If that same old technique isn’t catching quite a many fish as the boats around you, it might be time to make a change.

  • Lake Ontario Trout and Salmon Fishing…, Search and Destroy

    Posted on February 23rd, 2017 admin No comments

     

    This early May king hit a Michigan Stinger on 2 colors of leadcore.

     

    When aggressively feeding fish of any species  are concentrated and you find them, figure out what they want and present your trolling arsenal to them effectively, you can  put a lot of fish in the net without  many lines in the water.  But, many times the opposite is the case.  Weather conditions like heavy winds, forage fish behavior, and other factors can scatter trout and salmon.  This is especially true of pelagic species like steelhead and king salmon which roam the 200 mile length and 50 mile breadth of Lake Ontario like nomads.

    Onboard my charter boat, the Fish Doctor, when kings and steelhead  are scattered hither and yon and are tough to locate, I switch to one of my favorite techniques, “high, wide and handsome”,  and head for the open lake at maximum trolling speed, far from any other boats. 

    The key element of my “high, wide and handsome”  spread is an oversize planer board I call a megaboard.  Two of  these big, 36” triple boards go in  the water on 300# test mono spread 150 feet to port and starboard .  Each is rigged with up to three sections of leadcore line if fish are shallow in the top 30 feet of water.   Downriggers, wire Dipsys, and slide divers on braided line are added to the spread.

    Two, three, five and seven-color leadcore sections are rigged with 50 feet of leader and backed with fine diameter, 40# test  braided Berkley line spooled on Penn Fathom 25LW reels  fished on medium light 7’ rods.  At 2.7 mph the 18 lb. test  leadcore line I use fishes down about 4’ per color.  With 6 leadcore sections  spread 300 feet apart lures are fishing  8, 12, 20 and 28 feet below the surface with the shallowest lines furthest from the boat.  Combined with riggers and divers fished from the boat, this huge spread is deadly.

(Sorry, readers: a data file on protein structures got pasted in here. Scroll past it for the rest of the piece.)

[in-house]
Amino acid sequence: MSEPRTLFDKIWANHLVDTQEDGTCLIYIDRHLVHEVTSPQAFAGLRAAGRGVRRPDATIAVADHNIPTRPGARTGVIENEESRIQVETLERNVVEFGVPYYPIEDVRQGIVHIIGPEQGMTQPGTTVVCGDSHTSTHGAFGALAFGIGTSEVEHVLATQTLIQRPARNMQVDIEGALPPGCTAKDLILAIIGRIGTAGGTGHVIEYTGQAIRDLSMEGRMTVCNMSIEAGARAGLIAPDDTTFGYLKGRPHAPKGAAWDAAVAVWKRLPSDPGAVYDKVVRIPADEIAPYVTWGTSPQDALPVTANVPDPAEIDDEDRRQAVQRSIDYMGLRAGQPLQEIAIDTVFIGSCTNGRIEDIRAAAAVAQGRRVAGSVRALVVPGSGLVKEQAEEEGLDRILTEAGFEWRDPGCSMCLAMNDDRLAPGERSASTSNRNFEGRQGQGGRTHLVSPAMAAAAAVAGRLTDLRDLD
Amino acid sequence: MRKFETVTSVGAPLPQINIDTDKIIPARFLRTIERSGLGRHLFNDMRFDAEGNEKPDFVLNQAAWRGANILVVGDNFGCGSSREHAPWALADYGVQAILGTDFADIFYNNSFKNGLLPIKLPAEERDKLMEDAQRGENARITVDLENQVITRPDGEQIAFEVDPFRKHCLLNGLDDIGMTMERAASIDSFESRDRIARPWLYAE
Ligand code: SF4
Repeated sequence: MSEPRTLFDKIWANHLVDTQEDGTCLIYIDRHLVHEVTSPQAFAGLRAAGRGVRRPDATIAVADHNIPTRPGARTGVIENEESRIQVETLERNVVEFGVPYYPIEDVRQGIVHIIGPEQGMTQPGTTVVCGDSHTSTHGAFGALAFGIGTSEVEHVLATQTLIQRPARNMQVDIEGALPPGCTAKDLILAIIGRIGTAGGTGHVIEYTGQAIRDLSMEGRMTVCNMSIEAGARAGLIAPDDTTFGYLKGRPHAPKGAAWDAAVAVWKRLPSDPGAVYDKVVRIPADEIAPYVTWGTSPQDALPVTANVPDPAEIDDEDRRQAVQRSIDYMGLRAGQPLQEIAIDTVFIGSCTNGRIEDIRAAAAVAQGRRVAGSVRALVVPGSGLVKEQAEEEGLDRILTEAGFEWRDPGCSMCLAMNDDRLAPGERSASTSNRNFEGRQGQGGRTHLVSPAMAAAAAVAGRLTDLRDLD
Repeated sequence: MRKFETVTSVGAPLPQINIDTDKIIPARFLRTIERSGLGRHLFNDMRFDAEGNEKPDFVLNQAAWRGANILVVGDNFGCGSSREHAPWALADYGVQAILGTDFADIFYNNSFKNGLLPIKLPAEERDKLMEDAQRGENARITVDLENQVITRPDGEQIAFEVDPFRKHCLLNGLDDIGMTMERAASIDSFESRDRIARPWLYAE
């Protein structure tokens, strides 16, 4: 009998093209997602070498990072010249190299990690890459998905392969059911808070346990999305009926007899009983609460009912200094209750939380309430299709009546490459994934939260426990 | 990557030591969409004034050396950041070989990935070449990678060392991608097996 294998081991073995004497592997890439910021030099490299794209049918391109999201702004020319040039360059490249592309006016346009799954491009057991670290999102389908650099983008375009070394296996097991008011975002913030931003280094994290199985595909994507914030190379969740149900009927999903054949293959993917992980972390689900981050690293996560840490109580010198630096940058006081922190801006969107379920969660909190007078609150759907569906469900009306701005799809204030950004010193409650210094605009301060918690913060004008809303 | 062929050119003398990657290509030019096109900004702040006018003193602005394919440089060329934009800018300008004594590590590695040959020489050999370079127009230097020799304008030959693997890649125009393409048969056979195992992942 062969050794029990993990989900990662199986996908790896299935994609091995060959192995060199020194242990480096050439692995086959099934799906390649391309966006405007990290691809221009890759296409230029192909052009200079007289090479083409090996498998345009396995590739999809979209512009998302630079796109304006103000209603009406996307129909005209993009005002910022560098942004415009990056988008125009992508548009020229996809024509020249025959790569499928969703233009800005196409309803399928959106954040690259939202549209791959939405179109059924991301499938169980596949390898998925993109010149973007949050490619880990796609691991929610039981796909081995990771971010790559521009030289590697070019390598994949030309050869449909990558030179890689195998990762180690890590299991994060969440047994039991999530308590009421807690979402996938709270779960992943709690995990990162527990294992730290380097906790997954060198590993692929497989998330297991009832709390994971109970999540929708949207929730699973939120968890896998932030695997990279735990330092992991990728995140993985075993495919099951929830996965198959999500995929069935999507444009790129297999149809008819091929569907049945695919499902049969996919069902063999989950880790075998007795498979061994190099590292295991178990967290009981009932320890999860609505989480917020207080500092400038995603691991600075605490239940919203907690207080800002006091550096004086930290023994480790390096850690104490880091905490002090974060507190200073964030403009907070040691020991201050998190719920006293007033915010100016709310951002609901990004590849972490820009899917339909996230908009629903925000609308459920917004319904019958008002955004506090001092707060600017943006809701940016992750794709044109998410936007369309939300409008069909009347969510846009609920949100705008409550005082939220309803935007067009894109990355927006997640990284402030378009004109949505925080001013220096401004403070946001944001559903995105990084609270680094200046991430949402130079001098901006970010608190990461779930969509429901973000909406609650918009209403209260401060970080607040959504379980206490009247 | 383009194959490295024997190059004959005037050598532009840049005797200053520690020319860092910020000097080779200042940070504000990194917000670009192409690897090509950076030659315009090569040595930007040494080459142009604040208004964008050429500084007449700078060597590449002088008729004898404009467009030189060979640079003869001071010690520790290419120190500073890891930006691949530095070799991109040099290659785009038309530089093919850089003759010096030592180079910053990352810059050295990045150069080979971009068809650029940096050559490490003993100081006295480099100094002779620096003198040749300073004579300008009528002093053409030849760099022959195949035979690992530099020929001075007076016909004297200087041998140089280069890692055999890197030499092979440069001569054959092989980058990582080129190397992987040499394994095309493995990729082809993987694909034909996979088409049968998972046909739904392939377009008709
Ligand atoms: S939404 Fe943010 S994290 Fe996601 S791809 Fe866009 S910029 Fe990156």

Even when you find fish, there is nothing automatic about getting them  to strike a lure.  Presentation may be spot on, with lures running precisely  as they should at preferred  water temperature  in the strike zone.  Speed may be perfect with optimum lure action.  But, as an old timer once told me, “If ya don’t have the right stuff down there, you might as well head for shore.”  Water color, light conditions, lake surface condions, and many other factors all play a part.   Finding the right lure fish can’t resist on any given day is the icing on the cake.

    Such was the case on May 12, 2016, when Jerry Argyle and his crew headed northwest out of Oswego Harbor with me in search of king salmon.  It took some time to locate them in the top 25 feet of water over  300 to 400 feet of water, but when we did, lines started snapping.  Under a clear, sunny sky with the lake mirror calm, the kings were fussy.  With the lake’s surface glassy, I knew light intensity at 30 feet was only about 6%, perfect conditions for UV spoons.  After a little experimenting we found the magic, a UV green alewife.  When their 8-hr trip was over  my crew of veteran anglers had boated 25 king salmon, releasing all but 11 delicious, mint silver fish from 5 to 18 lbs.

    We had caught fish on leadcore lines, riggers, and slide divers, but the leadcore sections on the boards were the rigs that made the day.

  • Lake Ontario Trout and Salmon Fishing…, Atlantic Salmon, Resident or Migrant ?

    Posted on February 15th, 2017 admin No comments

     

    A sample from this Lake Ontario Atlantic salmon skin mount at the Royal Ontario Museum was used in the study

     

    Lake Ontario historically supported an Atlantic salmon population that was apparently sizeable.  Historic accounts include tales of early pioneers at river crossings pitch forking barrels full of spawning Atlantics into their horse drawn wagons. These native Atlantics reportedly reached sizes up to 47 lbs and were an important human food source.   

    A decline in spawning stream quality, probably due to pollution, i.e., saw mills, etc., plus dam construction limiting access to spawning areas, compounded with  overharvest resulted in  extinction of native  Atlantics.  The last record of an  Atlantic salmon from Lake Ontario was in 1898, reportedly caught by angling. 

    According to researcher Eric Guiry and his colleagues, since the 1860s there have  been efforts to determine if Lake Ontario’s original Atlantics migrated to the ocean and returned to the lake and its tributaries to spawn or if they stayed in the lake year round, as today’s Pacific salmon do.

    In an effort to determine this, researchers conducted stable isotope analyses of archaeological bones and specimens of Atlantics still available at the Royal Ontario Museum.  Isotope analysis reveals the type of food an animal eats and can distinguish between marine and fresh water forage.  This analysis showed  conclusively that the  Atlantics studied lived their lives completely in fresh water. 

    Lake Ontario Atlantic salmon remains were actually available from nine Iroquois Indian archaeological sites dating from 1300  to 1550 and from two European settlement sites dating from 1790 to 1900 AD along the northwest shore of Lake Ontario and the upper St. Lawrence River.

    Results of this study could be helpful to Province of Ontario, Canada fishery biologists in the effort to restore Atlantic salmon to Lake Ontario.